"The stuff we're doing seems so impossible, it seems so outlandish," says the 41-year-old native New Yorker. "I think that's what really has always been the draw of the circus. ... Who doesn't want to know that they can overcome the impossible?"
Even in its 146th year, Ringling Bros. displays plenty of the impossible. True, some of the old standards are missing — there's no endless stream of clowns climbing out of a tiny car, no marching in to the tune of Julius Fucik's "Entrance of the Gladiators," no human cannonball and, since they were retired last year after decades of pressure from animal-rights advocates, no elephants.
But there are the Simet Spacewalkers, a space-age version of the traditional tightrope walkers; trapeze artists and acrobatic clowns; stunt skaters and basketball players on unicycles; horse riders who seem glued to their mounts; and aerialists who do things with fire your mother never would have allowed.
Magical though it may still be, the Ringling Bros. show — essentially a traveling mini-city, with two editions that crisscross the country by train — is simply too expensive for parent company Feld Entertainment to keep going. Ticket sales, which had been declining steadily, really took a hit last year after the elephants were retired, Feld spokesman Steve Payne said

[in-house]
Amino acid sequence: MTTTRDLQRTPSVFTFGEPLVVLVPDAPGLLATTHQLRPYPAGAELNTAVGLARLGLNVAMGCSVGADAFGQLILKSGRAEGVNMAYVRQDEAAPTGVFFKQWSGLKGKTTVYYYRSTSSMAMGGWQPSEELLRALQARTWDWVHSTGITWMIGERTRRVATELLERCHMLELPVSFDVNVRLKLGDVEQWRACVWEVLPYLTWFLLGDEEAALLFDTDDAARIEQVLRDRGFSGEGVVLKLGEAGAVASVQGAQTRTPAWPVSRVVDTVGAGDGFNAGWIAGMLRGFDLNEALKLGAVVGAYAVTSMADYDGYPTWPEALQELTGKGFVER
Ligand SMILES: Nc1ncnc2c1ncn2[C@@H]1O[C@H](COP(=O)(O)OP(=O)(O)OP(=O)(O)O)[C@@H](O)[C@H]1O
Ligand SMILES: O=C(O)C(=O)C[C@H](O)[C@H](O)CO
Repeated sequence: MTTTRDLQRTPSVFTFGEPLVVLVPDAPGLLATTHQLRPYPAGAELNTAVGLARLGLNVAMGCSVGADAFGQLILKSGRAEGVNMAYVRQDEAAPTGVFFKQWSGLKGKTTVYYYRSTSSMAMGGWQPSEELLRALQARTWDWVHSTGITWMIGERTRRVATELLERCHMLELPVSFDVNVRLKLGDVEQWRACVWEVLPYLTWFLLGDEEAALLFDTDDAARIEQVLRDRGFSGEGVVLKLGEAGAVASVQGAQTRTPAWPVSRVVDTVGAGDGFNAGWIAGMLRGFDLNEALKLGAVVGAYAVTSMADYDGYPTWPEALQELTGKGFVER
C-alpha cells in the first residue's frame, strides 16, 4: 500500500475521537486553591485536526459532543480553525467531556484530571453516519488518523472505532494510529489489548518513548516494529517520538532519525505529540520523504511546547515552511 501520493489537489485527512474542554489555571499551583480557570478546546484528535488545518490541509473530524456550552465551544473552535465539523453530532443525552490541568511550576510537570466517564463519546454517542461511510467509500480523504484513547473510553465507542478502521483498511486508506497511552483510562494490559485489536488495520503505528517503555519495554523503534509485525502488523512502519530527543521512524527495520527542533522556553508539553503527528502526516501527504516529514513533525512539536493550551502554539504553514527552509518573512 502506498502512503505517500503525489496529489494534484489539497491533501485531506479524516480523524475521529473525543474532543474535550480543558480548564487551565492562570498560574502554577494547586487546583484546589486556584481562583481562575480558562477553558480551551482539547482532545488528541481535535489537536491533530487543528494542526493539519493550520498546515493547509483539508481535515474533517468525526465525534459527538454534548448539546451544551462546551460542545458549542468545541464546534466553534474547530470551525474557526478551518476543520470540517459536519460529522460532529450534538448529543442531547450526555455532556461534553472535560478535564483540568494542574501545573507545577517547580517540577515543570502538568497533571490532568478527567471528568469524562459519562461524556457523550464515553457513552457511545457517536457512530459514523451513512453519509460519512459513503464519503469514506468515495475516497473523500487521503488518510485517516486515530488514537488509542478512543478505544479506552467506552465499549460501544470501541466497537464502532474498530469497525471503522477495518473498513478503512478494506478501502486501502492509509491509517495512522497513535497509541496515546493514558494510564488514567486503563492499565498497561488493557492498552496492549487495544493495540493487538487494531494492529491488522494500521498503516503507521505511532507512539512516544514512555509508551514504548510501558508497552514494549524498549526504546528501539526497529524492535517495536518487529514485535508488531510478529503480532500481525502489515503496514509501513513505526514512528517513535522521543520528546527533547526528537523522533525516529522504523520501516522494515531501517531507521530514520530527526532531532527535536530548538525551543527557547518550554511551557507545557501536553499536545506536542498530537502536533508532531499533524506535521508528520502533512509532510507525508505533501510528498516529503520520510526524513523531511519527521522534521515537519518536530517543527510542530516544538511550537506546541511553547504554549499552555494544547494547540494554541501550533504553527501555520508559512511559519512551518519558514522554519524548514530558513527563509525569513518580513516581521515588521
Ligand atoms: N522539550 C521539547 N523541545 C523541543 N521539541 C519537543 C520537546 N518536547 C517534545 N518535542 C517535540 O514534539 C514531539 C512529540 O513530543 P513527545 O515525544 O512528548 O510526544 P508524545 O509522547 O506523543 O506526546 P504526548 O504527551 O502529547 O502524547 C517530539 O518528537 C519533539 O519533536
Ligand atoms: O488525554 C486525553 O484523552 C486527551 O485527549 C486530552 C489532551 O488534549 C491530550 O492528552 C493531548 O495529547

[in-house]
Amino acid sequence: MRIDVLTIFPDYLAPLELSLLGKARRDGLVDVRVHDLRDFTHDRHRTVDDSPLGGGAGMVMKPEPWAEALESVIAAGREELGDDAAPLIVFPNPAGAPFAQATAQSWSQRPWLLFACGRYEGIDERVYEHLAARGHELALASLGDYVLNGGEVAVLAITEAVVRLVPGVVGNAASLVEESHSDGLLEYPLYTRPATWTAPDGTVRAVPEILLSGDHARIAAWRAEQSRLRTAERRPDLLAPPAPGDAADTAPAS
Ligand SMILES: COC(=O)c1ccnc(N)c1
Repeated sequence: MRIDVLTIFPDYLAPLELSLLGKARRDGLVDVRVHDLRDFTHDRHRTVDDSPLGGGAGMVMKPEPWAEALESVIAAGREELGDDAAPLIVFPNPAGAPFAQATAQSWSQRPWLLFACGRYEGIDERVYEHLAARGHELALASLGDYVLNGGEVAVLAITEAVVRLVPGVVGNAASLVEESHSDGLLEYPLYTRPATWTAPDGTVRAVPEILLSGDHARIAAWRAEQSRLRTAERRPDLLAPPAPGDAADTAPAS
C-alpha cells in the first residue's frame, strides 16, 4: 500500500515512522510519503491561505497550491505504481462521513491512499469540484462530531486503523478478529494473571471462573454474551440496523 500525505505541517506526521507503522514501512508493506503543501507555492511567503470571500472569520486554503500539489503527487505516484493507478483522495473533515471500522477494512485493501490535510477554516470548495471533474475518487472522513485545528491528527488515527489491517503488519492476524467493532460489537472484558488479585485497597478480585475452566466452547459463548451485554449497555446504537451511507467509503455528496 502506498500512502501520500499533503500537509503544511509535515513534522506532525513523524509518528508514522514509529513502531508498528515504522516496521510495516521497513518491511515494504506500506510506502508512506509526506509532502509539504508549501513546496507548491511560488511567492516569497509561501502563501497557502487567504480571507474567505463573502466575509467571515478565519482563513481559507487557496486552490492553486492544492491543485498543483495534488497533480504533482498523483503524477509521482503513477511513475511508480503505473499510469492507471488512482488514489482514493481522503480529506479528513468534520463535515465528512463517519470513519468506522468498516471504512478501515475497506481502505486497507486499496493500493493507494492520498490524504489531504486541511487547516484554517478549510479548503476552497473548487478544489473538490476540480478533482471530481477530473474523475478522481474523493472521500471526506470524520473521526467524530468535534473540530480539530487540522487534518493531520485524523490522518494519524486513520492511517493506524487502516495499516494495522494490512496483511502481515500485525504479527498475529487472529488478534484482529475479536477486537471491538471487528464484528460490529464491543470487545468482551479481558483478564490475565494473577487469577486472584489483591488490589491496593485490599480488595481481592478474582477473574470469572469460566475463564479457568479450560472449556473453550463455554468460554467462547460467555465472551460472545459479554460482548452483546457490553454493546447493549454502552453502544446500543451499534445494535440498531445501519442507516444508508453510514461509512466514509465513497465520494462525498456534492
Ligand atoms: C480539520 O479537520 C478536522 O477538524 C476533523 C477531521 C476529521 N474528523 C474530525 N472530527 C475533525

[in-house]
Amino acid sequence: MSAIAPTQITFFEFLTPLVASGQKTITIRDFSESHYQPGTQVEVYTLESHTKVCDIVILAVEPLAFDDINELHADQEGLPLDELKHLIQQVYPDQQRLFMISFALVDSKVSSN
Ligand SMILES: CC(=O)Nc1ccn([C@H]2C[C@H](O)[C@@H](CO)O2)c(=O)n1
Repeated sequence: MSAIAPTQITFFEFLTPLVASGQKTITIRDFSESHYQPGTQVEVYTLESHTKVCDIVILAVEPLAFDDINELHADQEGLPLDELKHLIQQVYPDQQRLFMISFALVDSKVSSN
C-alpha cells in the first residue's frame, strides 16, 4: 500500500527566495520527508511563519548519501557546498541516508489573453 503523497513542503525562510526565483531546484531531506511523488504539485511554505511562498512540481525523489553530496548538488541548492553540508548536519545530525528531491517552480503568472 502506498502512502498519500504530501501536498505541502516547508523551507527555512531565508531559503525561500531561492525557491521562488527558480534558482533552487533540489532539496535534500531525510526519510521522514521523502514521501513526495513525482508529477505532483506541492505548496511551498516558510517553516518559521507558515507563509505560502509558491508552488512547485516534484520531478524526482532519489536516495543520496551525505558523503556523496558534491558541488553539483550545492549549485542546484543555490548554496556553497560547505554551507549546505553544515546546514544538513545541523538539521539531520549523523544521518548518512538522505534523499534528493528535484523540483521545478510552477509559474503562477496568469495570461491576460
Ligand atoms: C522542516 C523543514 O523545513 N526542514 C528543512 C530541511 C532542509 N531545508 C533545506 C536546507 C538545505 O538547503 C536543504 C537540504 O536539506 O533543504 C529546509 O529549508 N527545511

"When we looked back at ticket sales for 2016 and looked at what we thought 2017 was going to hold for us, coupled with what we knew was the really high level of expense for putting on Ringling Bros. and Barnum & Bailey," Payne said, "we reached the unfortunate conclusion that, as a business model, Ringling Bros. was just no longer sustainable for the company."
Although he declined to reveal specifics, Payne said that ticket sales have been "flat or declining for a number of years," and that the fall-off following the decision to retire the elephants "was actually more precipitous than we ever imagined."